Our final Romanesque church on this trip was Santa Eulàlia d’Erill la Vall, the only church in the valley with an exterior arched porch region (portico?) and the most beautiful wooden sculptures above the altar (replicas of course – the originals are partly in MNAC and partly in the Museu Episcopal de Vic).

Santa Eulàlia d'Erill-la-Vall

Santa Eulàlia d'Erill-la-Vall

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Erill la Vall is also home to the Centre del Romànic de la Vall de Boí, where you can learn a bit about the history of the region. There’s a very good short video that should be viewed if you’re there – and they have it in English too.

We were hoping for an early lunch but the restaurant we wanted to dine at, Hostal La Plaça, only opened at 13:30. No matter, they reserved us a table and it turned out to be a good thing – almost all the other tables in that very big restaurant were reserved! Again, book all your meals in advance in the Vall de Boí!

We started with a shared first dish of faves (broad beans) with botifarra negre (black sausage) – delicious! There was yet another truita de riu, here served with the very Catalan combination of pinenuts and raisins, and another fabulous coffee flam. Overall, there was some excellent cooking going on here.

Faves i Botifarra Negre

Truita de riu amb pinyons i panses

Flam de Cafè

This was one of our favourite restaurants on this trip – highly recommended! What a good one to end on.

After lunch (no lingering as there was a bus to catch later that day), we left Erill la Vall to follow the river to Barruera. It was a very pleasant walk, very flat all the way as we were down in the bottom of the valley.

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From Barruera, we called for a taxi to take us back to Pont de Suert for a rest and a drink. And then it was back to the bus station at Pont de Suert to wait for our evening bus back to Barcelona. Turn the bus around – I want to go back!

Tips for the Vall de Boí:

  • It is possible to get to all the churches by car. Actually, most tourists drive up there; we seemed to be the only people getting around primarily by foot.
  • Make all hotel bookings in advance.
  • Make reservations for lunches and dinners, even if they’re only 10 minutes prior to opening.
  • The best ticket deal for the Romanesque churches is the one for all the churches, the Romanesque visitor centre, and a ticket for MNAC in Barcelona (to see many of the original paintings and sculptures). The MNAC ticket doesn’t have any use-by date. If you’re there for the churches, you’ll easily see most of them.
  • There are no facilities for food/toilet/etc available at the national park. There are some water fountains but they are few and far between. Pack sensibly.
  • To book a taxi ride within the Vall de Boí, call the Asociació de Taxis de la Vall de Boí.
  • Finally, look out for truita de riu (river trout) on menus – they are truly fantastic. Also amazing are the potatoes, the eggs and bacon, and the flams.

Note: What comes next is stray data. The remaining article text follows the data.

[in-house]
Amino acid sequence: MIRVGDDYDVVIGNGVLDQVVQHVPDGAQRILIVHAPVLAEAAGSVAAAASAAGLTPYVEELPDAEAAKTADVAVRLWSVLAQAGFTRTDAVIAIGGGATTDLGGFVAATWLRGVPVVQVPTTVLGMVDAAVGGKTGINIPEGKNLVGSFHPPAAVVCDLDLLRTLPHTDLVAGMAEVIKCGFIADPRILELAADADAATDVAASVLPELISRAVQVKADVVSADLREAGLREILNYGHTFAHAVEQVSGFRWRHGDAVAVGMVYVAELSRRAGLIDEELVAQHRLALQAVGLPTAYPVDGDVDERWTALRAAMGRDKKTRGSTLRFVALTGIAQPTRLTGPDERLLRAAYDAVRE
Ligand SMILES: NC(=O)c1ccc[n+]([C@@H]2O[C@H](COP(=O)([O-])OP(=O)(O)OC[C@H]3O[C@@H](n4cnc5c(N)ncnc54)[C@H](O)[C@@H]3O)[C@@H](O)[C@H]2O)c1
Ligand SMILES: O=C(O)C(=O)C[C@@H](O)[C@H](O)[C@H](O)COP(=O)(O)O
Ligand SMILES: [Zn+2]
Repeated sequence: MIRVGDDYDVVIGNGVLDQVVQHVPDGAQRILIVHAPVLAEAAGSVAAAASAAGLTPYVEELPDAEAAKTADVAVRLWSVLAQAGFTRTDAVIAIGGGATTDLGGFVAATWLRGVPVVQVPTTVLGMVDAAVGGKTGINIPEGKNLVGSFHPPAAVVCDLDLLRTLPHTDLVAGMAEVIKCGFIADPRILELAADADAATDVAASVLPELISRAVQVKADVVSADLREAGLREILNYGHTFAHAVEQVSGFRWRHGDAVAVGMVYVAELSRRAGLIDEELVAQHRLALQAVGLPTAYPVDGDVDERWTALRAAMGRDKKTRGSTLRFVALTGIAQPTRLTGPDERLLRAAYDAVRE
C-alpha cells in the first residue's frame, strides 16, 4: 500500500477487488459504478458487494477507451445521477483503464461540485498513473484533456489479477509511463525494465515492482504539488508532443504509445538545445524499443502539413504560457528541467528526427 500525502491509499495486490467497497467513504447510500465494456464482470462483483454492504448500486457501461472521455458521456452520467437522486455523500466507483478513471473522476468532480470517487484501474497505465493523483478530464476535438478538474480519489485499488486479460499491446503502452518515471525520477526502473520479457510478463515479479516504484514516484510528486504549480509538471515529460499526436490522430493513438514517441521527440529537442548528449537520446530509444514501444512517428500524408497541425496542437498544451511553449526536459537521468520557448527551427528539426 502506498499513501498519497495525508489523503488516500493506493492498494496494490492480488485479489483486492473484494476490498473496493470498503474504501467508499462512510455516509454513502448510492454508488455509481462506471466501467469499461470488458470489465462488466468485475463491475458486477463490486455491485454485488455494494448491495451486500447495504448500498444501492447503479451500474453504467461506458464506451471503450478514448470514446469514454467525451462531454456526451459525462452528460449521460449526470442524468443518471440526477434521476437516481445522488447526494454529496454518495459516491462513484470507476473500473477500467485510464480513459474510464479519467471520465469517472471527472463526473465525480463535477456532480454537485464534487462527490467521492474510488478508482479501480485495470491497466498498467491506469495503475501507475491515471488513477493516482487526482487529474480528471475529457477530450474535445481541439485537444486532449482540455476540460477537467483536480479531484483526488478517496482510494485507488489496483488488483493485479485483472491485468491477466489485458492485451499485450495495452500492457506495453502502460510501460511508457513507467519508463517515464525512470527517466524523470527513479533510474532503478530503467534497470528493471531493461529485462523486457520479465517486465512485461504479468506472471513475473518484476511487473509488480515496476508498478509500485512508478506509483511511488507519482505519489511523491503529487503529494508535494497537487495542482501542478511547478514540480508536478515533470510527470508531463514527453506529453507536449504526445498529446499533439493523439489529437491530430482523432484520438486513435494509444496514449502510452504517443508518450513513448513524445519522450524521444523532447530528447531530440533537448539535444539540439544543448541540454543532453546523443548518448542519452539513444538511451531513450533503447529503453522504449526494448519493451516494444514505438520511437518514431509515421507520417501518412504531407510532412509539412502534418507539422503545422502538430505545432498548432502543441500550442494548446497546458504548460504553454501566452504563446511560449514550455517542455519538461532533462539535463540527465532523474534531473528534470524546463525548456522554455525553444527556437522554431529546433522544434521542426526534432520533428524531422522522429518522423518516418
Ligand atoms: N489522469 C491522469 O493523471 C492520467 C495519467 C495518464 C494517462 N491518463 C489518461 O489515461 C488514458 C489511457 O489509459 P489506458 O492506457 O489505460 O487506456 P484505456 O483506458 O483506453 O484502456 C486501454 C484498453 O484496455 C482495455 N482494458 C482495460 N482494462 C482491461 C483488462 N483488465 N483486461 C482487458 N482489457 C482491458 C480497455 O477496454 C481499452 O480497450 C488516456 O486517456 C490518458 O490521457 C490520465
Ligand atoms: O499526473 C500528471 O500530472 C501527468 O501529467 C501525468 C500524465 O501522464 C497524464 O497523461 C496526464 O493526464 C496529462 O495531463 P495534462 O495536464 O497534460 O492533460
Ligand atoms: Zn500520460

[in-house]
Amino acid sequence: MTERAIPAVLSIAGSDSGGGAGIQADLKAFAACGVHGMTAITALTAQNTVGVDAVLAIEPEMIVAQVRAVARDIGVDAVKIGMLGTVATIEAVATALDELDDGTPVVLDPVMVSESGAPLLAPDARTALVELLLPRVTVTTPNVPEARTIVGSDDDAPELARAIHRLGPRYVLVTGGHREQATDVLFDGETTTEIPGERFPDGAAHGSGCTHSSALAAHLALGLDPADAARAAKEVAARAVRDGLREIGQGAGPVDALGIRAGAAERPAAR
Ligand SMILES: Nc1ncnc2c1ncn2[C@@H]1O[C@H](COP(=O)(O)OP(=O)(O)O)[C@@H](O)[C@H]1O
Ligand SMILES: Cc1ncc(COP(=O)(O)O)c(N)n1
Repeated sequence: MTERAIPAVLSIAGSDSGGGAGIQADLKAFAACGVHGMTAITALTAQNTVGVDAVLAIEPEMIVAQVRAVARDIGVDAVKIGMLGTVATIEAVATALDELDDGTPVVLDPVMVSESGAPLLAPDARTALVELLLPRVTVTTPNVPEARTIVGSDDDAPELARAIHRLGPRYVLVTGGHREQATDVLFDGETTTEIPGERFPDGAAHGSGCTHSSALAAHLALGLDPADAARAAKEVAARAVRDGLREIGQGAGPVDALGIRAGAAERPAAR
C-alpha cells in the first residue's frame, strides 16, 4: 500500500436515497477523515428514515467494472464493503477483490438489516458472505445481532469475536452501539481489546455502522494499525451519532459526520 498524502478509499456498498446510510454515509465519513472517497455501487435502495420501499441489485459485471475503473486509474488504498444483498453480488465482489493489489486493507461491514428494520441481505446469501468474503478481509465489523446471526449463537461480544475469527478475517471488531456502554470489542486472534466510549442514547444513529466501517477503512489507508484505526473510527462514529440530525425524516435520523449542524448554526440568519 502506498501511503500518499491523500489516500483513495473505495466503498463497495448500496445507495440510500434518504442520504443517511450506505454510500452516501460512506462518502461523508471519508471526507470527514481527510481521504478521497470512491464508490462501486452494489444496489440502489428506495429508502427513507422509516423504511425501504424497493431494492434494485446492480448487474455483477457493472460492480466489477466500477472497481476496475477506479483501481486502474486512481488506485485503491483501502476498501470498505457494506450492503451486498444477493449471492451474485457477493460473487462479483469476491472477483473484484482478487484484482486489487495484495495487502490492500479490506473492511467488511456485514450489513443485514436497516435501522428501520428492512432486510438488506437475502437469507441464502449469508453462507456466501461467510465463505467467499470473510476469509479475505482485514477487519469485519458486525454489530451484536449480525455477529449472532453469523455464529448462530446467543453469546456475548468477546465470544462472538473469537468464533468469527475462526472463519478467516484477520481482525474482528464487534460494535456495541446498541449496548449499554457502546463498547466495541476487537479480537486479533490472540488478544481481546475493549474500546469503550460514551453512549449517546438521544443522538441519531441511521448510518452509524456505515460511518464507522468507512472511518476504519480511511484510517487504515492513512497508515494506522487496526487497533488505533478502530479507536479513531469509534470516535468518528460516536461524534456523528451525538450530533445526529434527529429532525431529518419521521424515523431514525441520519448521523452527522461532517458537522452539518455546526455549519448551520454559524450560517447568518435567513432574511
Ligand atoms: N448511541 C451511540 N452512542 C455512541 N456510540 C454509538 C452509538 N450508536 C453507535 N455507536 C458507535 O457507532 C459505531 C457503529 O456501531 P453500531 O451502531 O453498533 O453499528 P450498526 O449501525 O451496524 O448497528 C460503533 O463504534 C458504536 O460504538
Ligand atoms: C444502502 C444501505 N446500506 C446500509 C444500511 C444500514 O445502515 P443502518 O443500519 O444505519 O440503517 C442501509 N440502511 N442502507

It was a fantastic, though short, trip. All my photos from our trip to the Vall de Boí can be found in this Flickr album.

By the way, if you’re reading from Catalonia today – bona diada!

We finally made it to Breizh Cafe on this Paris trip; this restaurant specialises in the galettes and crepes from Brittany and is probably on everyone’s list of places to eat in Paris. I’d recommend getting there soon after their opening time for lunch if you’re trying to get a table without a reservation; and even if you have a reservation, don’t be surprised if you’re seated in their shop next door (it’s perfectly normal though we saw some tourists leave in a huff when presented with that option). We got there about 15 minutes after they opened and got a prime table on the sidewalk; soon after, the entire restaurant was full.

It took us a while to choose the fillings for our savoury buckwheat galettes – everything on the menu looked incredible. I knew that everything would be good – the restaurant is known for the quality of the ingredients it uses. A Galette Bretonne was filled with creamy mushrooms with cheese and smoked ham and the buckwheat galette was fabulous, all flavourful and crisp at the corners. (A neighbouring couple who left their “galette crusts” made me quite upset.)

Galette Bretonne

A Galette Artichaut was the classic complète – ham, cheese and egg – with the addition of artichoke hearts. Perfect.

Galette Artichaut

Of course, we couldn’t leave without a sweet crepe. After a long deliberation, we finally decided to split a Crepe Quimperone – a crepe filled with apple puree, drizzled with the cafe’s salted caramel sauce and topped with vanilla ice cream. Yes, it was as incredible as it sounds.

Crepe Quimperone

I see now why there’s always a crowd here! We’ll be back.

Breizh Cafe
109 rue Vieille du Temple
75005 Paris
France